Many nights I worried I’d never get a full night’s sleep again.

I have my priorities.

But the truth is, over time, with many different strategies, patience and often multiple opinions we were able to conquer these challenges one by one. Sometime things would not go away completely, but in every single case the situation was greatly improved. In my experience, and that of my friends, things tend to come and go in cycles.

And for sanity’s sake it’s imperative to remember that while you’re going through a difficult time.

I will tell you honestly that as we’ve conquered each challenge, eventually something else would rise up to take its place. I remember last summer feeling so positively about Justin and his life, keeping my fingers crossed that even though he’d entered puberty perhaps he would be spared the problems so many of my friends’ kids have gone through as they entered that phase of their lives.

Of course, in Justin’s case, this was not to be.

I will say this. When I finally reminded myself that every single time we’ve done battle the situation has at least improved, I began to relax more. I was able to clear my mind to focus on how best to attack the problem at hand, and I am confident this helped Justin.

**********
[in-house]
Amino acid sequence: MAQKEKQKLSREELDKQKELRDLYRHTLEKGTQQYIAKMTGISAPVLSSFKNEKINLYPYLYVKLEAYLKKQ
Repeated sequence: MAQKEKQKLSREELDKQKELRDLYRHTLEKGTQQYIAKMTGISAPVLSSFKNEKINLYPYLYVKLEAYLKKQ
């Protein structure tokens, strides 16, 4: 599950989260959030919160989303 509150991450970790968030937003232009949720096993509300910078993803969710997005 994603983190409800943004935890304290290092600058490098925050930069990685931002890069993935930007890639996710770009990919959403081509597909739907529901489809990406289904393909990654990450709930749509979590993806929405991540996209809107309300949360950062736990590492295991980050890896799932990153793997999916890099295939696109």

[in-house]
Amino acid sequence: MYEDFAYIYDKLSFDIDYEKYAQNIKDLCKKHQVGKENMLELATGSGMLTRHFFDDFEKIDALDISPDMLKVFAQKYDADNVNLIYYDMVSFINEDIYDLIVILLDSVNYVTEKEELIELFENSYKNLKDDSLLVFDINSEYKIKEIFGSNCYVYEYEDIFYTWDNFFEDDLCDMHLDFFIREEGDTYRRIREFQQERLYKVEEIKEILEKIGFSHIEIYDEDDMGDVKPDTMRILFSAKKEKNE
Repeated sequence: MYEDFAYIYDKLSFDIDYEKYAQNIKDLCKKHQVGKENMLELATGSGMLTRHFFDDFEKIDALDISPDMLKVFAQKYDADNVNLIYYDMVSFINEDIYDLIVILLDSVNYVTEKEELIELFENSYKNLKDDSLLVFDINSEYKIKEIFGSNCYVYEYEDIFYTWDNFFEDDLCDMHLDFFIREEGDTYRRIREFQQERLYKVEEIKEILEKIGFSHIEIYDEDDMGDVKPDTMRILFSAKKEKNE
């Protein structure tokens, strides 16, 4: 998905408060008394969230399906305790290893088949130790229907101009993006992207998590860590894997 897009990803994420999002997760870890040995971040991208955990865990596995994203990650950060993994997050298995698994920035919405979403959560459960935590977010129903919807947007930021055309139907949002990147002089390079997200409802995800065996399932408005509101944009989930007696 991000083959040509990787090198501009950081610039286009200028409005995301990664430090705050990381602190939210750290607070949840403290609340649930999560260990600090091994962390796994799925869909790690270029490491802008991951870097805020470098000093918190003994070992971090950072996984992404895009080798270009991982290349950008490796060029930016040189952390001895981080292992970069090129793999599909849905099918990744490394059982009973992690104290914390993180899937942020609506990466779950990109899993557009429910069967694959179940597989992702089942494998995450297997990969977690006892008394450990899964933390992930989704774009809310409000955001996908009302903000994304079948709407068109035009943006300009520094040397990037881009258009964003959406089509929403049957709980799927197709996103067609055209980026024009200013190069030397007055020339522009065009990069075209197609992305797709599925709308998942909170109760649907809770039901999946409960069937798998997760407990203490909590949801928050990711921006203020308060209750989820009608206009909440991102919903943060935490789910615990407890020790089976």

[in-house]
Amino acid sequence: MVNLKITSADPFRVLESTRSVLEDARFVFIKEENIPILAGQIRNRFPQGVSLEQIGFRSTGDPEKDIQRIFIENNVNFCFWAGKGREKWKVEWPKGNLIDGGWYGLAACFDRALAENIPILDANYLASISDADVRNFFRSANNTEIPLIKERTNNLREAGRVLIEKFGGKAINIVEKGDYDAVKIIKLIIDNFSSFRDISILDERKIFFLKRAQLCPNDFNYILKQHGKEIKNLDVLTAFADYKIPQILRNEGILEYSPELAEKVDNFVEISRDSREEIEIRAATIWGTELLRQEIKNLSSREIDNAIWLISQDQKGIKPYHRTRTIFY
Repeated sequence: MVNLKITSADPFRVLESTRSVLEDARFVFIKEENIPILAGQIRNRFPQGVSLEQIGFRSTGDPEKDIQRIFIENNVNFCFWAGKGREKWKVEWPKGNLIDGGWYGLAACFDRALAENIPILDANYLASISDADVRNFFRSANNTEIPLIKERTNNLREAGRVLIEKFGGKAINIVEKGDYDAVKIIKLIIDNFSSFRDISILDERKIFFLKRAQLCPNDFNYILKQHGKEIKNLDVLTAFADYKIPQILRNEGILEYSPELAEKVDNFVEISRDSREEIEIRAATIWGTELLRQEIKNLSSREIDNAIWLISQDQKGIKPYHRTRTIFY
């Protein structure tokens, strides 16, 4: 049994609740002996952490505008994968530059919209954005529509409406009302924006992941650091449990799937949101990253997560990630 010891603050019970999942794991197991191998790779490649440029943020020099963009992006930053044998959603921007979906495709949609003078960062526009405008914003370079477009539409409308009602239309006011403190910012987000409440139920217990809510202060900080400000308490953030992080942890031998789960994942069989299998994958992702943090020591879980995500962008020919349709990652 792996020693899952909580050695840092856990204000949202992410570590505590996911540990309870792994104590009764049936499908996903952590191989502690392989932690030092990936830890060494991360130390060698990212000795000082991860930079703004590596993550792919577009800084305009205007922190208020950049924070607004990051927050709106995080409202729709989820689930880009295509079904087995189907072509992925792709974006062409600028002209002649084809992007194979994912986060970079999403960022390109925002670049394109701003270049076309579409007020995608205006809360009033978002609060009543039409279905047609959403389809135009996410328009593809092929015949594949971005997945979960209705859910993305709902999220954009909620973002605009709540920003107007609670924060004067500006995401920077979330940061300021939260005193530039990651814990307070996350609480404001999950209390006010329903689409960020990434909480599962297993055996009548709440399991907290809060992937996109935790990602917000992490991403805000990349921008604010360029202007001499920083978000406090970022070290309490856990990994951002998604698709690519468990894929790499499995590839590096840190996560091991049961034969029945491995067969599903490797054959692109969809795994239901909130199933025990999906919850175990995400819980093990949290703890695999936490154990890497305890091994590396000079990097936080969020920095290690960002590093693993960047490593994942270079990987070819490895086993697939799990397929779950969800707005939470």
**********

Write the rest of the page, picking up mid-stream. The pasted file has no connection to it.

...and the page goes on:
I know it helped me.

Justin is not cured. I don’t know how he’ll be next month, tomorrow, or when he gets home from school today. There could be something challenging and new around the corner that I haven’t even thought of. None of us, whether our kids are autistic or not, know what comes next.

But if you’re struggling now, remember this. It could improve. Hell, whatever it is, it could stop. It’s good to focus on the problem but stress may just cloud your ability to help your child, so try as much as possible to remember that often in autism things come and go, that with the peaks of problems often come the valleys of relief.

Hang in there. Be good to yourself.

Have hope.